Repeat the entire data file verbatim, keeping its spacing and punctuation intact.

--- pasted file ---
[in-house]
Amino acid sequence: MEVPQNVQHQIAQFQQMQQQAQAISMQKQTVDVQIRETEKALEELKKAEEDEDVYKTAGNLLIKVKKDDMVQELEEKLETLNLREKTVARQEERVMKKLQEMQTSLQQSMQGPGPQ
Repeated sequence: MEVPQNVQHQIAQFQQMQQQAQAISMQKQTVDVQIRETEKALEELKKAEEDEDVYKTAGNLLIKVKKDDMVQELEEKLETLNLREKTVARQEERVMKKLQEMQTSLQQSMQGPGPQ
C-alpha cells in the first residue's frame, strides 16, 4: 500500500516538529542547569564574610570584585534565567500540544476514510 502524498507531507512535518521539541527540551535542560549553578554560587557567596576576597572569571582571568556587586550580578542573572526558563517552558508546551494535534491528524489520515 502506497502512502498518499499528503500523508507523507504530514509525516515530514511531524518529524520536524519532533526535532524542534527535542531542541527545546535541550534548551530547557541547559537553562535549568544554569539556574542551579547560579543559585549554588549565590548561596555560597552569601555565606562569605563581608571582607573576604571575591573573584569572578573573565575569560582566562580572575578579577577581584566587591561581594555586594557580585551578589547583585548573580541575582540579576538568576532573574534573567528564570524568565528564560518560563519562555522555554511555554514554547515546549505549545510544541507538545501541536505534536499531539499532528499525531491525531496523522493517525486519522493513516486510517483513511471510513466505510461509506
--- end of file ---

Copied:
[in-house]
Amino acid sequence: MEVPQNVQHQIAQFQQMQQQAQAISMQKQTVDVQIRETEKALEELKKAEEDEDVYKTAGNLLIKVKKDDMVQELEEKLETLNLREKTVARQEERVMKKLQEMQTSLQQSMQGPGPQ
Repeated sequence: MEVPQNVQHQIAQFQQMQQQAQAISMQKQTVDVQIRETEKALEELKKAEEDEDVYKTAGNLLIKVKKDDMVQELEEKLETLNLREKTVARQEERVMKKLQEMQTSLQQSMQGPGPQ
C-alpha cells in the first residue's frame, strides 16, 4: 500500500516538529542547569564574610570584585534565567500540544476514510 502524498507531507512535518521539541527540551535542560549553578554560587557567596576576597572569571582571568556587586550580578542573572526558563517552558508546551494535534491528524489520515 502506497502512502498518499499528503500523508507523507504530514509525516515530514511531524518529524520536524519532533526535532524542534527535542531542541527545546535541550534548551530547557541547559537553562535549568544554569539556574542551579547560579543559585549554588549565590548561596555560597552569601555565606562569605563581608571582607573576604571575591573573584569572578573573565575569560582566562580572575578579577577581584566587591561581594555586594557580585551578589547583585548573580541575582540579576538568576532573574534573567528564570524568565528564560518560563519562555522555554511555554514554547515546549505549545510544541507538545501541536505534536499531539499532528499525531491525531496523522493517525486519522493513516486510517483513511471510513466505510461509506